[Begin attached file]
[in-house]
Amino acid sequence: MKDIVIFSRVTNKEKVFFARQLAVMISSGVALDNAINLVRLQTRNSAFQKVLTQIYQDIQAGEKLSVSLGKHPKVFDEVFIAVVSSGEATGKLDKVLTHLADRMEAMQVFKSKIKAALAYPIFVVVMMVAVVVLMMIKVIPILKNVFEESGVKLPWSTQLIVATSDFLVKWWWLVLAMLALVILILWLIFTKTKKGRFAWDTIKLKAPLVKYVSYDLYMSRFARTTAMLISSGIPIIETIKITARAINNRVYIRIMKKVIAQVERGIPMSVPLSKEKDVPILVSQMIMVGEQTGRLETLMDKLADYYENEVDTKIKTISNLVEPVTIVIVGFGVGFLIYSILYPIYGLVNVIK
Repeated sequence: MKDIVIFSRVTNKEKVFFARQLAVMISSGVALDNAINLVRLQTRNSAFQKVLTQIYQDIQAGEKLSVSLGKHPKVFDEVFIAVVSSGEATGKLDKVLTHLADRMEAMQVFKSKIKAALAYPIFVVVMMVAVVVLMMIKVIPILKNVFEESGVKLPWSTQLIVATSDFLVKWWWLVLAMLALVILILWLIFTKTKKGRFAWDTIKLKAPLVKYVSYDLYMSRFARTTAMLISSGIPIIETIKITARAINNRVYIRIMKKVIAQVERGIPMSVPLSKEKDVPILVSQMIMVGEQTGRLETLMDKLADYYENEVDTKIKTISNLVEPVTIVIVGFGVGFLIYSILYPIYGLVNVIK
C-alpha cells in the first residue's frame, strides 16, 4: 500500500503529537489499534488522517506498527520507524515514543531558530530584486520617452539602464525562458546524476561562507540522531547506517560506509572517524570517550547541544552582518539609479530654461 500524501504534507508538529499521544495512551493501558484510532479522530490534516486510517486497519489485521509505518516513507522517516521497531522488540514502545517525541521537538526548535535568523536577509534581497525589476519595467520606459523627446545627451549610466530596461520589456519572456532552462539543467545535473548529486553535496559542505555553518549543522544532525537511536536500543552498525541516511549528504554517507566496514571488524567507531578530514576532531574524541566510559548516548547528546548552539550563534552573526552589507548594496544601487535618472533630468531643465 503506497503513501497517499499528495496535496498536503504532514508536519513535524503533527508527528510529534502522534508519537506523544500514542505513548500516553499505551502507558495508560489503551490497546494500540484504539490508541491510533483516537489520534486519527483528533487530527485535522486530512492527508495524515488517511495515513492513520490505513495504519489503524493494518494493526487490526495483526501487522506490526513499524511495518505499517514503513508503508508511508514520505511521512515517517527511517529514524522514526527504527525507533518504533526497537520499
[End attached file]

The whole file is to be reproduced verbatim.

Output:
[in-house]
Amino acid sequence: MKDIVIFSRVTNKEKVFFARQLAVMISSGVALDNAINLVRLQTRNSAFQKVLTQIYQDIQAGEKLSVSLGKHPKVFDEVFIAVVSSGEATGKLDKVLTHLADRMEAMQVFKSKIKAALAYPIFVVVMMVAVVVLMMIKVIPILKNVFEESGVKLPWSTQLIVATSDFLVKWWWLVLAMLALVILILWLIFTKTKKGRFAWDTIKLKAPLVKYVSYDLYMSRFARTTAMLISSGIPIIETIKITARAINNRVYIRIMKKVIAQVERGIPMSVPLSKEKDVPILVSQMIMVGEQTGRLETLMDKLADYYENEVDTKIKTISNLVEPVTIVIVGFGVGFLIYSILYPIYGLVNVIK
Repeated sequence: MKDIVIFSRVTNKEKVFFARQLAVMISSGVALDNAINLVRLQTRNSAFQKVLTQIYQDIQAGEKLSVSLGKHPKVFDEVFIAVVSSGEATGKLDKVLTHLADRMEAMQVFKSKIKAALAYPIFVVVMMVAVVVLMMIKVIPILKNVFEESGVKLPWSTQLIVATSDFLVKWWWLVLAMLALVILILWLIFTKTKKGRFAWDTIKLKAPLVKYVSYDLYMSRFARTTAMLISSGIPIIETIKITARAINNRVYIRIMKKVIAQVERGIPMSVPLSKEKDVPILVSQMIMVGEQTGRLETLMDKLADYYENEVDTKIKTISNLVEPVTIVIVGFGVGFLIYSILYPIYGLVNVIK
C-alpha cells in the first residue's frame, strides 16, 4: 500500500503529537489499534488522517506498527520507524515514543531558530530584486520617452539602464525562458546524476561562507540522531547506517560506509572517524570517550547541544552582518539609479530654461 500524501504534507508538529499521544495512551493501558484510532479522530490534516486510517486497519489485521509505518516513507522517516521497531522488540514502545517525541521537538526548535535568523536577509534581497525589476519595467520606459523627446545627451549610466530596461520589456519572456532552462539543467545535473548529486553535496559542505555553518549543522544532525537511536536500543552498525541516511549528504554517507566496514571488524567507531578530514576532531574524541566510559548516548547528546548552539550563534552573526552589507548594496544601487535618472533630468531643465 503506497503513501497517499499528495496535496498536503504532514508536519513535524503533527508527528510529534502522534508519537506523544500514542505513548500516553499505551502507558495508560489503551490497546494500540484504539490508541491510533483516537489520534486519527483528533487530527485535522486530512492527508495524515488517511495515513492513520490505513495504519489503524493494518494493526487490526495483526501487522506490526513499524511495518505499517514503513508503508508511508514520505511521512515517517527511517529514524522514526527504527525507533518504533526497537520499